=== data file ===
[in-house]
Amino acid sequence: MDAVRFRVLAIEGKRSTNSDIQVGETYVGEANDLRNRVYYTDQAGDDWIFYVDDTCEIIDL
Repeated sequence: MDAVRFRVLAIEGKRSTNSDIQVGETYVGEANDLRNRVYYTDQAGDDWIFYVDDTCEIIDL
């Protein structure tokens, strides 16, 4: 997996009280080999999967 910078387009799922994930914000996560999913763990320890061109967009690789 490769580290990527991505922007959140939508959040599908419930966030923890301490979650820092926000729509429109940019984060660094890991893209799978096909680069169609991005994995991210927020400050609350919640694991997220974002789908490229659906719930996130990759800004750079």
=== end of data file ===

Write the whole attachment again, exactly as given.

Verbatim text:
[in-house]
Amino acid sequence: MDAVRFRVLAIEGKRSTNSDIQVGETYVGEANDLRNRVYYTDQAGDDWIFYVDDTCEIIDL
Repeated sequence: MDAVRFRVLAIEGKRSTNSDIQVGETYVGEANDLRNRVYYTDQAGDDWIFYVDDTCEIIDL
């Protein structure tokens, strides 16, 4: 997996009280080999999967 910078387009799922994930914000996560999913763990320890061109967009690789 490769580290990527991505922007959140939508959040599908419930966030923890301490979650820092926000729509429109940019984060660094890991893209799978096909680069169609991005994995991210927020400050609350919640694991997220974002789908490229659906719930996130990759800004750079």